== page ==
The Nation of Social Innovation

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Kai Hockerts

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Tjen penge og vær et godt menneske. Det lyder for godt til at være sandt. Men det er pointen i en social innovativ strategi. Tre danske virksomheder er virkelig gode til det. Lektor Kai Hockerts forklarer hvorfor. Og giver samtidig opskriften på succes med Social innovation.

Traditionally it has been the predominant task of companies to create shareholder value while it was the government’s role to address social problems. However, in recent years business has emerged an important motor of social change. A small number of innovative and entrepreneurial firms are repositioning Denmark as the Nation of Social Innovation.





A recent example of the new crop of Danish social entrepreneurs are Mads Kjær and Tim Vang. The two have founded, an online platform that aims at eradicating poverty. MyC4 allows private citizens to invest money in small African businesses, thus bringing microfinance to the fingertips of the individual investor. Only eight months after its launch the website has already attracted a million Euros from investors all over the world.


Over 600 entrepreneurs in Uganda, Kenya, and the Cote d’Ivoire have received microloans from MyC4 to fund such varied business ideas as medical clinics and primary schools as well as hairdressers and restaurants. By helping to create liquid financial markets for small sized loans MyC4 hope to kick-start small and medium sized enterprises across Africa thus building an important foundation for fighting poverty. While poverty eradication is the ‘raison d’etre’ of MyC4 the firm is no charity.


Investors receive on average 10.9% interest on their money. It is this focus on social impact paired with a sustainable business model that differentiates MyC4 from traditional Danish development organizations such as Danida or Red Barnet.


Max Havelaar Fonden.





Traditionally development activists lobby politi­cians to provide more development aid to poor countries and blast multi­na­tionals they perceive to exploit smallholder producers in underdeveloped countries.


However, the growing success of Max Havelaar Fonden is another example of successful social innovation. Fair trade has a strong developmental motivation, wanting to help disenfranchised and self-employed smallholders to develop capabilities for accessing lucrative mar­kets at prices that allow them a sustainable livelihood. Its primary instrument is the manipulation of trading relationships through three main tools:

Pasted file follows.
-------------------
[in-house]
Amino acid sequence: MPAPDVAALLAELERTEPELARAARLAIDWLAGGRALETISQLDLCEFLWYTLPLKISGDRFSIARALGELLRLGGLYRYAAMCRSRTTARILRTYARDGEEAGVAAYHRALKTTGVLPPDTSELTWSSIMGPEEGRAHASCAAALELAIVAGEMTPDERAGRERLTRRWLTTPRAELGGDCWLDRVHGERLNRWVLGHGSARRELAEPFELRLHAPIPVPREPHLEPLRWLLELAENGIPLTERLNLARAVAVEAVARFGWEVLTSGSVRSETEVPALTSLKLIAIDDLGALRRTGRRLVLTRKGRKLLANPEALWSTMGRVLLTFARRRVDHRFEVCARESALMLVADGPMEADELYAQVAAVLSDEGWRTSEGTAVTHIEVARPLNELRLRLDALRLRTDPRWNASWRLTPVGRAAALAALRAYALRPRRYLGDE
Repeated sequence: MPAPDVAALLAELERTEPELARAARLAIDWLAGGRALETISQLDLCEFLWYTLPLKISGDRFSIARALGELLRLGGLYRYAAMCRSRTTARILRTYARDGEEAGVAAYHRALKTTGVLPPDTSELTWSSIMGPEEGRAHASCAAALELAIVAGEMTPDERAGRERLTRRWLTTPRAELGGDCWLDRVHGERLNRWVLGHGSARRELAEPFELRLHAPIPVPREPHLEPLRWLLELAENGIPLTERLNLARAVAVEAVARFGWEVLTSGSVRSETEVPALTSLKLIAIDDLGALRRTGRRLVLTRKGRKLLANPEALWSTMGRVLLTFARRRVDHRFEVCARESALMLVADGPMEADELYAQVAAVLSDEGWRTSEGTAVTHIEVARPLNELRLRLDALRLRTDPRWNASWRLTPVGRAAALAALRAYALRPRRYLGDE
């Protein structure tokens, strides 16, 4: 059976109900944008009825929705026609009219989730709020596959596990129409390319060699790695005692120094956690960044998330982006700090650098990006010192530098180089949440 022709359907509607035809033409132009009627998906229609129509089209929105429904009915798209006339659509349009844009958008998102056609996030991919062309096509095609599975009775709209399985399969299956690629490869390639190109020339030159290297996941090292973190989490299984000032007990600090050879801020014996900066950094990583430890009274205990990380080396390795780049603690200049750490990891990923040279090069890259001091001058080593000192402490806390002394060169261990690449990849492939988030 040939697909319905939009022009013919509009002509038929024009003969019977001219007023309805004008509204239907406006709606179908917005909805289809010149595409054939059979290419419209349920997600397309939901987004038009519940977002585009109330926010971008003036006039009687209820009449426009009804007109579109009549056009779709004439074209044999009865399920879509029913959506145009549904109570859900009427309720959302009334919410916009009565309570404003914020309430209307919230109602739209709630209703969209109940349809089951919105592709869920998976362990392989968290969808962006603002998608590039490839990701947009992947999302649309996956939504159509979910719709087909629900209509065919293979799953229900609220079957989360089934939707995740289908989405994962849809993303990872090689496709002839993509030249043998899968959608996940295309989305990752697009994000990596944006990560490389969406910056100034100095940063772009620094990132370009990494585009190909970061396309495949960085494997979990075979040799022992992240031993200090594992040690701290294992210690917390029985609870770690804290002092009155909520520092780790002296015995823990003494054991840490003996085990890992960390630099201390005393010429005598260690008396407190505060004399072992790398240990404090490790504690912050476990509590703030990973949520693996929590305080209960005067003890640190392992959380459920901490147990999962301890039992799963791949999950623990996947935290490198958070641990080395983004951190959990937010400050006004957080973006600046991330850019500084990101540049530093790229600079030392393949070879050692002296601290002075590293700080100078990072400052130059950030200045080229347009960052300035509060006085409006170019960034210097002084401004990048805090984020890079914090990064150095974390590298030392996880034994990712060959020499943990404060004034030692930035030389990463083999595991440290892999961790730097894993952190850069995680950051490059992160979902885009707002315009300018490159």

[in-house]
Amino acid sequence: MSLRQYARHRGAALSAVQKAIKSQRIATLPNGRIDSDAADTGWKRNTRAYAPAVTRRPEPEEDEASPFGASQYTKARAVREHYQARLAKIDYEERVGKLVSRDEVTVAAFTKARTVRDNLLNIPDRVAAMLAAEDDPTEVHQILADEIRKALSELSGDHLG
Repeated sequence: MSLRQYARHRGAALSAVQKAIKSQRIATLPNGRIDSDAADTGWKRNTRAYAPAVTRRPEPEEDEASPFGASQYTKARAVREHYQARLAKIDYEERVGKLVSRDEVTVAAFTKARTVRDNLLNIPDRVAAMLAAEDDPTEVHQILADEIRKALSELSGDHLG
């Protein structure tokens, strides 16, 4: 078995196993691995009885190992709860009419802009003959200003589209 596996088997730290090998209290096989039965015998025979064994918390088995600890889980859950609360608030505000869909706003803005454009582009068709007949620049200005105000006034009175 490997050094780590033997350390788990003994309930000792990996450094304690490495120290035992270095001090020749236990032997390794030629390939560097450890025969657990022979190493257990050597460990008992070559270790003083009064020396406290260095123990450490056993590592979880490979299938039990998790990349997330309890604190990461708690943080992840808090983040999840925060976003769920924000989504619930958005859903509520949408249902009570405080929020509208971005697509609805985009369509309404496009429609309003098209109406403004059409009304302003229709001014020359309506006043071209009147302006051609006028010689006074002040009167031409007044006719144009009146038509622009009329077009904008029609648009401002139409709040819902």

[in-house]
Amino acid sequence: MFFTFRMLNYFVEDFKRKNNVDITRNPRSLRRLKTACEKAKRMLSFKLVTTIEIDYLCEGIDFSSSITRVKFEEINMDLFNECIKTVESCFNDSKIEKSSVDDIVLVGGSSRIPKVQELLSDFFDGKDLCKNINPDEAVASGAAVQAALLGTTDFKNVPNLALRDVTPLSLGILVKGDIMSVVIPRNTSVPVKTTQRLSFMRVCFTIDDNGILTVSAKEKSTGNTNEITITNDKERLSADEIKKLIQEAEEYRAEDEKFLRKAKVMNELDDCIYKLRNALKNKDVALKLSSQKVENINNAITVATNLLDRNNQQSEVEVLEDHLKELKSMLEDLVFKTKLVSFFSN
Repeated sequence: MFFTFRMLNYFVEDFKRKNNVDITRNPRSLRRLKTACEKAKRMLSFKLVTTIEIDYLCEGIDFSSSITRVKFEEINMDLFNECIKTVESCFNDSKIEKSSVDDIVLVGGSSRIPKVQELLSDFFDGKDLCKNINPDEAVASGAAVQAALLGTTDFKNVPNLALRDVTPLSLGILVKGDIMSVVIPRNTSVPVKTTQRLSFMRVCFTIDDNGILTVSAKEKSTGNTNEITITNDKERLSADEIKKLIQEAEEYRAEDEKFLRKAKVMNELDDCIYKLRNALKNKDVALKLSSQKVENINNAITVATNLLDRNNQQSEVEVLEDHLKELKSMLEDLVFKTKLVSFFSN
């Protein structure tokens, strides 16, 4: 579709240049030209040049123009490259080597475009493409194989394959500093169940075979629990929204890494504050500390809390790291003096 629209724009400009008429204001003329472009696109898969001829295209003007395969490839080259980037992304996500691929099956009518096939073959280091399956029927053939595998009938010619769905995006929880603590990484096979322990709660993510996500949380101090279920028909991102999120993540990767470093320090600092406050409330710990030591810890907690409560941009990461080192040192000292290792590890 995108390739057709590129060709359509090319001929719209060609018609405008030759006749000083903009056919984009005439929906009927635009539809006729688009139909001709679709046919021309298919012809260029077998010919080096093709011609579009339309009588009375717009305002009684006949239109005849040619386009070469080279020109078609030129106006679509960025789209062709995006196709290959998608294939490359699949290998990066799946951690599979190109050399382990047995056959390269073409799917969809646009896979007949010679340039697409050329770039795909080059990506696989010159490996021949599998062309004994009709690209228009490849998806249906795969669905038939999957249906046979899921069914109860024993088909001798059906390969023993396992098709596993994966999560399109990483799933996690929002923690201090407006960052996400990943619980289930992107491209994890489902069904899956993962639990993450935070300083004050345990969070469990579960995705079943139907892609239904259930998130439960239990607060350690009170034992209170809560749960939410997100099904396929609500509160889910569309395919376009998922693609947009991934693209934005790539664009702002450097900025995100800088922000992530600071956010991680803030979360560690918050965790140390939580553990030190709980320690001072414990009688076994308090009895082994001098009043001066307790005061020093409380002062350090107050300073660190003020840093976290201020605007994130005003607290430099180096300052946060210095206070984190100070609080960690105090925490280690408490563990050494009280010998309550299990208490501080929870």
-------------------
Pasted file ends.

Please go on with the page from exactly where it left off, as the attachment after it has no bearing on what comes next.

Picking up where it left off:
· A minimum price, which will always be paid even if the world market price falls below this point, and a price premium of a given percentage, which is paid when the world market price rises beyond the minimum price.


· Pre-financing of ordered produce to allow smallholders to buy raw materials.


· Training in quality control and marketing know-how to build the capacity to also trade on the world market independently of fair trade.

From a minor concern relevant only to church groups and One World shops Max Havelaar Fonden has grown fair trade into a lucrative business taking up shelf space in major super­markets.


Among the list of Danish firms offering fair trade products certified through Max Havelaar Fonden are retailers such as Coop and Netto, as well as Danisco, Toms, Nestlé Denmark, Ben&Jerry’s, Estate Coffee, Dr. Oetker, Frellsen Kaffe, Hansen Flødeis, Naturkost, Starbucks, and Urtekram.







A third example for social innovation concerns Hertz Delebilen, the Danish Car-Sharing company. Private car-ownership can be a costly form of individual mobility. It binds a substan­tial amount of capital and causes the owner recurring annual costs for taxes, insur­ance, and maintenance. However, most of the time cars sit around idle taking up scarce parking space.


When used they cause air pollution, noise, traffic con­­ges­tion and accidents. Thus demand emerged for more efficient solutions, linking sporadic car use with pub­lic transport. The unique attributes of Delebilen are a focus on short-term rental (cars are available for as short a time as one or two hours), and decentralized availability of cars (clients often live with­in walking distance of a car-sharing location). Delebilen has vehicles in eleven Danish cities as well as at Kastrup and Aalborg airport. In Copenhagen alone Delebilen has thirty locations offering access to cars ranging from a Ford Fiesta to a Ford Transit. On Nyropsgade Delebielen even offers a Mégane Cabriolet.


The Ingredients of Social Entrepreneurship

Social purpose business ventures as the three examples described here are hybrid enterprises straddling the boundary between the for-profit business world and social mission-driven nonprofit organizations. Thus they do not fit completely in either sphere. In order to keep their balance these social enterprises need to discover and exploit opportunities to create both social and economic value. There are two important levers through which social purpose business ventures can create and exploit entrepreneurial opportunities. These are Activism and self-help.